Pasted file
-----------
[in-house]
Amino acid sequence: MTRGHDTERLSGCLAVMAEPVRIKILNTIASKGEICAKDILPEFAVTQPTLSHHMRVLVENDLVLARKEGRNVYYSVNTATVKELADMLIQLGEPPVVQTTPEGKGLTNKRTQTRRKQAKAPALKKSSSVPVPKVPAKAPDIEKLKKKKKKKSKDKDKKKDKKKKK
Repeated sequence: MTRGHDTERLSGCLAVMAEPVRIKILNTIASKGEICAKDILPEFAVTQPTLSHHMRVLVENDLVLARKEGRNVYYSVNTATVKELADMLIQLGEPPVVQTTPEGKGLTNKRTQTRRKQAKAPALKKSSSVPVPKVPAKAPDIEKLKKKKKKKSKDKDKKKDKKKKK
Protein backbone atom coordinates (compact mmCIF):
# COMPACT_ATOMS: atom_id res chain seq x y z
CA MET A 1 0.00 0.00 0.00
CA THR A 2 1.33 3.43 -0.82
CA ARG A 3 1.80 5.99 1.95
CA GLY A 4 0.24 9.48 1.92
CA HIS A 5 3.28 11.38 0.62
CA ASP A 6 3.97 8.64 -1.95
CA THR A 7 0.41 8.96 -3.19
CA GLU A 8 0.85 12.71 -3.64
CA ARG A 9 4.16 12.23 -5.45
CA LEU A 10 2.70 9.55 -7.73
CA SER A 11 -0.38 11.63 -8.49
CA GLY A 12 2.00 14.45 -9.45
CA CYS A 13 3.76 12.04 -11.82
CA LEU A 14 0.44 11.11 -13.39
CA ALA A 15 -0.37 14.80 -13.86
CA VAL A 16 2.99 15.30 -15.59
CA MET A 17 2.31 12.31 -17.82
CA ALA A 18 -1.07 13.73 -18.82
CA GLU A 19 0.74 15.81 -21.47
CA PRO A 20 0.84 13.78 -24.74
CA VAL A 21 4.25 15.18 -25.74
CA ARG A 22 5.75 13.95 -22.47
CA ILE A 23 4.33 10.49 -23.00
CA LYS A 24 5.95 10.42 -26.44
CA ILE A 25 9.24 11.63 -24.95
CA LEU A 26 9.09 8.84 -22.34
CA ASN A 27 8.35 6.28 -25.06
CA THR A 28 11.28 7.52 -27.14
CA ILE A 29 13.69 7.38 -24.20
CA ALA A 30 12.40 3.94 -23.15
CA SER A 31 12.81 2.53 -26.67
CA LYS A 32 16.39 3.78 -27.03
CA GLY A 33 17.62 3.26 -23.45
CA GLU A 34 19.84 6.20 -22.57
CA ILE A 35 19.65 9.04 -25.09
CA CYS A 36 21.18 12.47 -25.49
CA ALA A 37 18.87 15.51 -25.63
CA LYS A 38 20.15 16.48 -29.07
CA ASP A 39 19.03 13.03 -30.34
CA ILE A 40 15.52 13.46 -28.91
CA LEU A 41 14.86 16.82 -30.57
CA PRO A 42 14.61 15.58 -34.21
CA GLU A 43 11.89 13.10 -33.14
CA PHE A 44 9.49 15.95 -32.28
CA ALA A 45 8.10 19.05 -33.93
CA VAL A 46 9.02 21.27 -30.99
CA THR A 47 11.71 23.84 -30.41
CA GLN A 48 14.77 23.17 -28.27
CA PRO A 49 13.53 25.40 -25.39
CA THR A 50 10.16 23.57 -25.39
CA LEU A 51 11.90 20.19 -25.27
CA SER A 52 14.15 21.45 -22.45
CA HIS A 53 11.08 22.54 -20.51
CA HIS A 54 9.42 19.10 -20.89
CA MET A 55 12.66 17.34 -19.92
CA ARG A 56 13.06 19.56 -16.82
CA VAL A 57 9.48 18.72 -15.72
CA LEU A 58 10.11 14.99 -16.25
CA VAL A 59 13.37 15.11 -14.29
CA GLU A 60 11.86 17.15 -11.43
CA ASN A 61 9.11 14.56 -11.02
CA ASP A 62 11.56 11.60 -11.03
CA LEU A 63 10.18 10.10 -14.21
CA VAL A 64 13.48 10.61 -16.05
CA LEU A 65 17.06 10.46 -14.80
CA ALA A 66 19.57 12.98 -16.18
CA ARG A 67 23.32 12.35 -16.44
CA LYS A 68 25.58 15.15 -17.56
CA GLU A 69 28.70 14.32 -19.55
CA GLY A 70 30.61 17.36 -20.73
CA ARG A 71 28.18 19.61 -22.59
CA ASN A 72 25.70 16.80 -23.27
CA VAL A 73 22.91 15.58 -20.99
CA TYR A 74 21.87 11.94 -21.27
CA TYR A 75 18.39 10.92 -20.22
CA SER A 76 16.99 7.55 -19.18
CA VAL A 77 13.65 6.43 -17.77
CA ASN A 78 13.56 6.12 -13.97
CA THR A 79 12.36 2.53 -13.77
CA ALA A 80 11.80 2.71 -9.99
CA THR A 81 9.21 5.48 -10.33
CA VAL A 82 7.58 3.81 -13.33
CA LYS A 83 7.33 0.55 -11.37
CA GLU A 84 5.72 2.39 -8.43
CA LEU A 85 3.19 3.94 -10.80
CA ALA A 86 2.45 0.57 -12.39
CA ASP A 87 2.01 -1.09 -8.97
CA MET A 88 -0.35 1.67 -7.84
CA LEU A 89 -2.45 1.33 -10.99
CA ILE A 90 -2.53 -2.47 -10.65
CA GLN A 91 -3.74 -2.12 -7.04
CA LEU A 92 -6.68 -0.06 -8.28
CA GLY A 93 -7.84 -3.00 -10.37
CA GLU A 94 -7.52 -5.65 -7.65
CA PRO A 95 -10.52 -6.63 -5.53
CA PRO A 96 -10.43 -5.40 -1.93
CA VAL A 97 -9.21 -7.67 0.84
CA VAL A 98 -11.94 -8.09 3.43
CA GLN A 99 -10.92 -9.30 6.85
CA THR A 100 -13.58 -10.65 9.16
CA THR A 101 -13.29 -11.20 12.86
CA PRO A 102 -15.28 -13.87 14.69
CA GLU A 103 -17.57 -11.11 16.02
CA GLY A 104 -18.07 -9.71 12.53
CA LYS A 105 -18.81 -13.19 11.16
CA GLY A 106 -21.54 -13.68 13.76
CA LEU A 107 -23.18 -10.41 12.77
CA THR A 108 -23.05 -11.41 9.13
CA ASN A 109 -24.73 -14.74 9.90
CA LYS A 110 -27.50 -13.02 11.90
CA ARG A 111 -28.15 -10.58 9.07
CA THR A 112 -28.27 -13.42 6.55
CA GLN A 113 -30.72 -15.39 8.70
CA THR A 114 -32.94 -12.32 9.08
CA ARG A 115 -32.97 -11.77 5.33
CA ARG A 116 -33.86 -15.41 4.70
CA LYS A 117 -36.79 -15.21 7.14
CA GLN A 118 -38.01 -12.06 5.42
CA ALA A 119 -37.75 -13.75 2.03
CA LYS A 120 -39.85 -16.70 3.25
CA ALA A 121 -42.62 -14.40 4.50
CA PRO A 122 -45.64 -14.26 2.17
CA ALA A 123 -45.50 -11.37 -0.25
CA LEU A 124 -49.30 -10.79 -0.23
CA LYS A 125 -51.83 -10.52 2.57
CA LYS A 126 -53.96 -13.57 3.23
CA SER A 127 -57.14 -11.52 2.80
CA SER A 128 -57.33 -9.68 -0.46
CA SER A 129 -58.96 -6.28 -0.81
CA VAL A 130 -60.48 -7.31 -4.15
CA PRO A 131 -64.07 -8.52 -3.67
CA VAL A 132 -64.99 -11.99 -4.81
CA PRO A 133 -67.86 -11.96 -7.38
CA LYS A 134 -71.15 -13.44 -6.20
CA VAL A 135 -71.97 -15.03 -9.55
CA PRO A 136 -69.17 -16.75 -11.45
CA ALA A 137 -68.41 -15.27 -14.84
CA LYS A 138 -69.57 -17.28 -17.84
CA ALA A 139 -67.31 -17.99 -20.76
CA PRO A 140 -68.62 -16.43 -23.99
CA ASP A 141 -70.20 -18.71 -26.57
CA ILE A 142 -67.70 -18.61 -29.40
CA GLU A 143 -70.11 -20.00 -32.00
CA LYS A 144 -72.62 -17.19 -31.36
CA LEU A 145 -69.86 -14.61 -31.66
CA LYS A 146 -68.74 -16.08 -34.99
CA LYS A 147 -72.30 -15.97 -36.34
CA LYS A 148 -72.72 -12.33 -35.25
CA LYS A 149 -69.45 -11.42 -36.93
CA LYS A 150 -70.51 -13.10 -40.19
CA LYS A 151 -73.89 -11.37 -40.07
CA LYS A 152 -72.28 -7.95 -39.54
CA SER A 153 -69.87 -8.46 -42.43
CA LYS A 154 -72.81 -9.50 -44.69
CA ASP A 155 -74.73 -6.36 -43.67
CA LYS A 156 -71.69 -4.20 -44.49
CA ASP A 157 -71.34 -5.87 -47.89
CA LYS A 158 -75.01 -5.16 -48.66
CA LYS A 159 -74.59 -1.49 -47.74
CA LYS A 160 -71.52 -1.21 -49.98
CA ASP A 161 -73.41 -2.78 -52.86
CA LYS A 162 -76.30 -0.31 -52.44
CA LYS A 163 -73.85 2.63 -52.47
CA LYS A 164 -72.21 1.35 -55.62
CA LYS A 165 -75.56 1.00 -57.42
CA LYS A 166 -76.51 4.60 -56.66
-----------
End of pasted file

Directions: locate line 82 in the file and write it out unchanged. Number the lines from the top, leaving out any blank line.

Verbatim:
CA VAL A 77 13.65 6.43 -17.77